Domestic violence reporting reviewed
Better documentation urged
By Andrea Noble
May 27, 2012
Prince George’s County’s law enforcement agencies could help prevent domestic-related homicides by adopting a uniform method to document domestic violence reports, a new study concludes.
The top recommendation by the Prince George’s County Domestic Violence Fatality Review Team is that all law enforcement agencies in the county – which includes county police, the sheriff’s department, and nearly two dozen municipal agencies – use a standard reporting form when responding to a domestic violence call.
“The supplemental report is critically important to the investigation of a domestic violence incident. The comprehensiveness of the report can be central to following up on a case and to court proceedings,” county Sheriff’s OfficeLt. Col. Regina Taylor said in response to the recommendations.
The Office of the Sheriff has a specialized domestic violence unit that responds to domestic calls in one police district in the county and pioneered the use of the supplemental report in that police district. The report itself asks detailed questions about domestic incidents, including threats made, history of abuse and injuries sustained by the victim.
The team making the report reviewed domestic violence homicides in Prince George’s County in order to determine at what points law enforcement or community agencies had contact with the victims prior to their deaths and whether different responses could have prevented those deaths. Between July 2004 and July 2011, the county recorded 56 domestic violence-related homicides, according to the report.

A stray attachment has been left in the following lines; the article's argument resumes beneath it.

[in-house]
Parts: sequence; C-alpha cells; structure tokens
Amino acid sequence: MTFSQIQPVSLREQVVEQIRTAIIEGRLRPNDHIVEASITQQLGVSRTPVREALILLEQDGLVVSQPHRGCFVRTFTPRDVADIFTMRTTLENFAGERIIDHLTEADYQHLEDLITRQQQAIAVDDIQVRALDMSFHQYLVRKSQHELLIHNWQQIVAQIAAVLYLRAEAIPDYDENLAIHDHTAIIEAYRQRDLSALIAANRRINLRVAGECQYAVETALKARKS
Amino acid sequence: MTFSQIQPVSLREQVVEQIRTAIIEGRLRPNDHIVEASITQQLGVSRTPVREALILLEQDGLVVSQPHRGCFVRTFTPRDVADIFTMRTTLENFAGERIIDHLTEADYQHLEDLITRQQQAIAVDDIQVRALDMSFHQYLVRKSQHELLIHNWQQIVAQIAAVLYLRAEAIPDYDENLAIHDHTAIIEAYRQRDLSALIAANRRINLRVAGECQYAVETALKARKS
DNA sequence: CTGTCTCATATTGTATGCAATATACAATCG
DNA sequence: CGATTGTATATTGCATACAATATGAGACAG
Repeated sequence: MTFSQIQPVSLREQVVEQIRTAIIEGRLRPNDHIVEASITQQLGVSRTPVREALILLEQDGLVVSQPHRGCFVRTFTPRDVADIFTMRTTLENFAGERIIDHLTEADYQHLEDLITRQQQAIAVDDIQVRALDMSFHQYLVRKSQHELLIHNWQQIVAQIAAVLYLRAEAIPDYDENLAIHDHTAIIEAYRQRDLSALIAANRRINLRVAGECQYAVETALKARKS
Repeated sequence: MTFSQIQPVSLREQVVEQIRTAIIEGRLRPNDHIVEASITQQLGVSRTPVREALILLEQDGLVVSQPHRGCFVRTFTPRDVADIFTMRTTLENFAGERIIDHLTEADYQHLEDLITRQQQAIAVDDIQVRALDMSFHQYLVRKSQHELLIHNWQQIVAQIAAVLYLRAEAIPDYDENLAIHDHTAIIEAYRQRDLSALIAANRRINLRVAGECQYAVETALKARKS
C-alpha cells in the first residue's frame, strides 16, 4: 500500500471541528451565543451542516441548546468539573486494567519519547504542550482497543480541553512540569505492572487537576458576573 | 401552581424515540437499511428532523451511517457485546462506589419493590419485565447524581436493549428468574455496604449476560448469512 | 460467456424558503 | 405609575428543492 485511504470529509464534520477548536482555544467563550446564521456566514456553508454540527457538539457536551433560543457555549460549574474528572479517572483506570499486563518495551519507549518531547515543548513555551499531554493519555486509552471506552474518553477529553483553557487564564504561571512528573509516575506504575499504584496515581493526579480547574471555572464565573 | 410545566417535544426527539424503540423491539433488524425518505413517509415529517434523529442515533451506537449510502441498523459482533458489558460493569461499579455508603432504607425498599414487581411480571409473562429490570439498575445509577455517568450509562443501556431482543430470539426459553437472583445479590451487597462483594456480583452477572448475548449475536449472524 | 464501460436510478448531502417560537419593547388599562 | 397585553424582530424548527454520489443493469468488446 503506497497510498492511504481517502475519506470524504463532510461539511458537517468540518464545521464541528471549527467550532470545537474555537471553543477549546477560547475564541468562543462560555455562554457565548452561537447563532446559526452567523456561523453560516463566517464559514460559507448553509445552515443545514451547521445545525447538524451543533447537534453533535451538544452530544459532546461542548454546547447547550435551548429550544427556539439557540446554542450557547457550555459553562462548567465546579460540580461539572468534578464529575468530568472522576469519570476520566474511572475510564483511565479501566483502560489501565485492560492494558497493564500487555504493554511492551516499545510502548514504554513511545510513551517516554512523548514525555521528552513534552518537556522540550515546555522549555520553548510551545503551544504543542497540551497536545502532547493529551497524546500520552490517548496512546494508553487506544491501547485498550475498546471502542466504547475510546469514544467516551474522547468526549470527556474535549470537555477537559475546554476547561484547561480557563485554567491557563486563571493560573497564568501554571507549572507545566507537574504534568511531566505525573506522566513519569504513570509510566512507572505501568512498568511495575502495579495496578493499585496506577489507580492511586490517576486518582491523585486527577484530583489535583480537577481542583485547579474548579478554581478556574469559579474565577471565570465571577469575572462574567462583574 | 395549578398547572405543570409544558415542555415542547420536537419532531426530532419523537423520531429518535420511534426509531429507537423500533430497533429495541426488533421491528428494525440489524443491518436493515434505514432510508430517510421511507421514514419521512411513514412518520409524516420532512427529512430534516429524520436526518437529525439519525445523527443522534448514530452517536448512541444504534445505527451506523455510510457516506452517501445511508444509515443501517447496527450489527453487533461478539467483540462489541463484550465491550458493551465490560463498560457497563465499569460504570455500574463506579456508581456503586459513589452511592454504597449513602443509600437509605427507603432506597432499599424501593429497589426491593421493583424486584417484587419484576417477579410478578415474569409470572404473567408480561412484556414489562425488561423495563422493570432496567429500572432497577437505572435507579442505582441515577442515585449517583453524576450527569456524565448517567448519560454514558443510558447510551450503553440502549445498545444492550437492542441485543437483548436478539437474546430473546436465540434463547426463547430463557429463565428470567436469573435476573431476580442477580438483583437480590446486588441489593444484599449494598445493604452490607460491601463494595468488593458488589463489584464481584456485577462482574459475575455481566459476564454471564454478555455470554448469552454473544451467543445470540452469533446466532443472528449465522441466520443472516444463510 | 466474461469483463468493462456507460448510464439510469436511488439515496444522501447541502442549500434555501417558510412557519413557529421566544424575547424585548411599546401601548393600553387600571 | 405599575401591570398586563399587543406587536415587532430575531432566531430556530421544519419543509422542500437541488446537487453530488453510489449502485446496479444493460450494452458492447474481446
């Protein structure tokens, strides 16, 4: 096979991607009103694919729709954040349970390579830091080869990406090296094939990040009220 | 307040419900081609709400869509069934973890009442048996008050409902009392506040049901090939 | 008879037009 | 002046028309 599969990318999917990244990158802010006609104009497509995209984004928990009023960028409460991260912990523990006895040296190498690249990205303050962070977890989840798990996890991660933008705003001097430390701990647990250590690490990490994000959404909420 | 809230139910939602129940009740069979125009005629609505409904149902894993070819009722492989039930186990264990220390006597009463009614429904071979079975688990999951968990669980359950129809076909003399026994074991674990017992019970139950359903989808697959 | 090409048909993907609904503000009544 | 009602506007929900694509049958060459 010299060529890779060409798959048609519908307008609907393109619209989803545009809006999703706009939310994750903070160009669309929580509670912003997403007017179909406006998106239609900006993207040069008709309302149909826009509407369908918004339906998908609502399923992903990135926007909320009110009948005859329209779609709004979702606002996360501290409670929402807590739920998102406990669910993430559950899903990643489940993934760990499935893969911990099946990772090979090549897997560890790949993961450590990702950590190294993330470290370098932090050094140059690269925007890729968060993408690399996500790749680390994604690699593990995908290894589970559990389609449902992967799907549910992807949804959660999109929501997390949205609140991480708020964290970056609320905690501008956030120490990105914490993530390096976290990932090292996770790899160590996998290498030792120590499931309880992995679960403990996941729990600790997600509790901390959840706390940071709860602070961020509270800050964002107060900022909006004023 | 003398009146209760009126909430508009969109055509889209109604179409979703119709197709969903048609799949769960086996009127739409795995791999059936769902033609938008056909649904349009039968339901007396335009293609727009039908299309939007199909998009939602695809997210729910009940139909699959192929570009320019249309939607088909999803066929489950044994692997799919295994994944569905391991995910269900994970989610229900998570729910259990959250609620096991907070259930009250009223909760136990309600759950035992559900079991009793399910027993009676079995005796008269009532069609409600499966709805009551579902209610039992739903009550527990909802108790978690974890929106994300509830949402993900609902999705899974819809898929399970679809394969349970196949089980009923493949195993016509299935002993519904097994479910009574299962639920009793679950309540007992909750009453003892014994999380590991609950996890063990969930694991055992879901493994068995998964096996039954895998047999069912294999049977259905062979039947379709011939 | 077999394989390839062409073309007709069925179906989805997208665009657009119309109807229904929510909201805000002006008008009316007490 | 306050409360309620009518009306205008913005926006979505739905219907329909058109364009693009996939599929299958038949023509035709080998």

From January through November of last year, law enforcement agencies in Prince George’s County received 12,979 calls for service for domestic violence-related incidents, according to the report.
“There is no question that there’s a great deal of work to be done, but our continuing review of domestic violence fatalities only strengthens our understanding of where we can make a difference preventing future fatalities,” said Judith Wolfer, an attorney with House of Ruth and chairwoman of the team that authored the study.
The report, issued last week, makes 12 recommendations that could be adopted by various entities that play a role in handling domestic violence cases, from police to court officials to probation officers.
Among other recommendations outlined in the report is increased training of court commissioners, who can issue emergency short-term protective orders for domestic violence victims, and the immediate review by supervisors of any interim protective orders that are denied.
“We certainly think that type of monitoring and accountability is important,” Michaele Cohen, executive director of the Maryland Network Against Domestic Violence, said of the recommendations. “There is a certain judgement factor in any court case. We want to make sure those judgements are reasonable and appropriate.”
The continuing cycle of domestic violence is a problem the report notes could be reduced by imposing enhanced supervision for people convicted in criminal cases involving domestic violence. Specifically it suggests Prince George’s County adopt Baltimore’s approach in notifying parole and probation officers of any protective orders filed against parolees and considering that to be a violation of probation.
An evaluation of the effectiveness of certain domestic violence programs in the county, including the Office of the Sheriff’s specialized unit, was another of the report’s recommendations. If the sheriff’s program is shown to have an effect on successful prosecution rates and in reducing recidivism, the report recommends expanding it to other areas of the county.
Source: Washington Times